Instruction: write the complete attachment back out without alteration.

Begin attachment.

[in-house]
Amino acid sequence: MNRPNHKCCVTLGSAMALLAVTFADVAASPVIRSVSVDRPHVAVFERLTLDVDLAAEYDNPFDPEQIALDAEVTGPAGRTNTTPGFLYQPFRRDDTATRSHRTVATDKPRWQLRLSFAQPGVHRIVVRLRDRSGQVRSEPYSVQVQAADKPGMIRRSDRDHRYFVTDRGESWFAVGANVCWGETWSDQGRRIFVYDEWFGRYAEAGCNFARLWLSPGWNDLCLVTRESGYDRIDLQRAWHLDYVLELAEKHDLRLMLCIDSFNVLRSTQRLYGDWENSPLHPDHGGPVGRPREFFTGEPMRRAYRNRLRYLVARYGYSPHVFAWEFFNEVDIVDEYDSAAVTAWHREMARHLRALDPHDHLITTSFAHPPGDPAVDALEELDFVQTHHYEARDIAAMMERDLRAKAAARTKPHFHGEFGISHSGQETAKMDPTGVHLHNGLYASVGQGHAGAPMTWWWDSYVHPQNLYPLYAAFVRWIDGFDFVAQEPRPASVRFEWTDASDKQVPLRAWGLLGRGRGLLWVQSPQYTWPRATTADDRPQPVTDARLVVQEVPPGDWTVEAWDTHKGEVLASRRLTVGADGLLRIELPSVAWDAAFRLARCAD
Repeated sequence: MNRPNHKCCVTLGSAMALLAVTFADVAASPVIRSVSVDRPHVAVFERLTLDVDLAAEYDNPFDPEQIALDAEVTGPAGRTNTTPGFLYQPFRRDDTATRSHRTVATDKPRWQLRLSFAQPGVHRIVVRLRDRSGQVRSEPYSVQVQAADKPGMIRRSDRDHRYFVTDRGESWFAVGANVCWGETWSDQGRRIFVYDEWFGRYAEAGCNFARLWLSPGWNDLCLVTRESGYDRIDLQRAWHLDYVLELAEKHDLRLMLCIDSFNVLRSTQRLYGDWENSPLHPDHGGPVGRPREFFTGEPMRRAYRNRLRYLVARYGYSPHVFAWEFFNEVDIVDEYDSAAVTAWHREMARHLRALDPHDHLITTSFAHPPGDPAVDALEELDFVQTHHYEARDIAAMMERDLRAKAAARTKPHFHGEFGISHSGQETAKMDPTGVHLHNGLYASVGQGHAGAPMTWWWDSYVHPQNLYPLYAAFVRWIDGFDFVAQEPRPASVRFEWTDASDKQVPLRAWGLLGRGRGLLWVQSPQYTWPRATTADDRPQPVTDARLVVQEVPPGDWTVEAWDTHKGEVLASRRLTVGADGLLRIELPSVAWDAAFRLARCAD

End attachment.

[in-house]
Amino acid sequence: MNRPNHKCCVTLGSAMALLAVTFADVAASPVIRSVSVDRPHVAVFERLTLDVDLAAEYDNPFDPEQIALDAEVTGPAGRTNTTPGFLYQPFRRDDTATRSHRTVATDKPRWQLRLSFAQPGVHRIVVRLRDRSGQVRSEPYSVQVQAADKPGMIRRSDRDHRYFVTDRGESWFAVGANVCWGETWSDQGRRIFVYDEWFGRYAEAGCNFARLWLSPGWNDLCLVTRESGYDRIDLQRAWHLDYVLELAEKHDLRLMLCIDSFNVLRSTQRLYGDWENSPLHPDHGGPVGRPREFFTGEPMRRAYRNRLRYLVARYGYSPHVFAWEFFNEVDIVDEYDSAAVTAWHREMARHLRALDPHDHLITTSFAHPPGDPAVDALEELDFVQTHHYEARDIAAMMERDLRAKAAARTKPHFHGEFGISHSGQETAKMDPTGVHLHNGLYASVGQGHAGAPMTWWWDSYVHPQNLYPLYAAFVRWIDGFDFVAQEPRPASVRFEWTDASDKQVPLRAWGLLGRGRGLLWVQSPQYTWPRATTADDRPQPVTDARLVVQEVPPGDWTVEAWDTHKGEVLASRRLTVGADGLLRIELPSVAWDAAFRLARCAD
Repeated sequence: MNRPNHKCCVTLGSAMALLAVTFADVAASPVIRSVSVDRPHVAVFERLTLDVDLAAEYDNPFDPEQIALDAEVTGPAGRTNTTPGFLYQPFRRDDTATRSHRTVATDKPRWQLRLSFAQPGVHRIVVRLRDRSGQVRSEPYSVQVQAADKPGMIRRSDRDHRYFVTDRGESWFAVGANVCWGETWSDQGRRIFVYDEWFGRYAEAGCNFARLWLSPGWNDLCLVTRESGYDRIDLQRAWHLDYVLELAEKHDLRLMLCIDSFNVLRSTQRLYGDWENSPLHPDHGGPVGRPREFFTGEPMRRAYRNRLRYLVARYGYSPHVFAWEFFNEVDIVDEYDSAAVTAWHREMARHLRALDPHDHLITTSFAHPPGDPAVDALEELDFVQTHHYEARDIAAMMERDLRAKAAARTKPHFHGEFGISHSGQETAKMDPTGVHLHNGLYASVGQGHAGAPMTWWWDSYVHPQNLYPLYAAFVRWIDGFDFVAQEPRPASVRFEWTDASDKQVPLRAWGLLGRGRGLLWVQSPQYTWPRATTADDRPQPVTDARLVVQEVPPGDWTVEAWDTHKGEVLASRRLTVGADGLLRIELPSVAWDAAFRLARCAD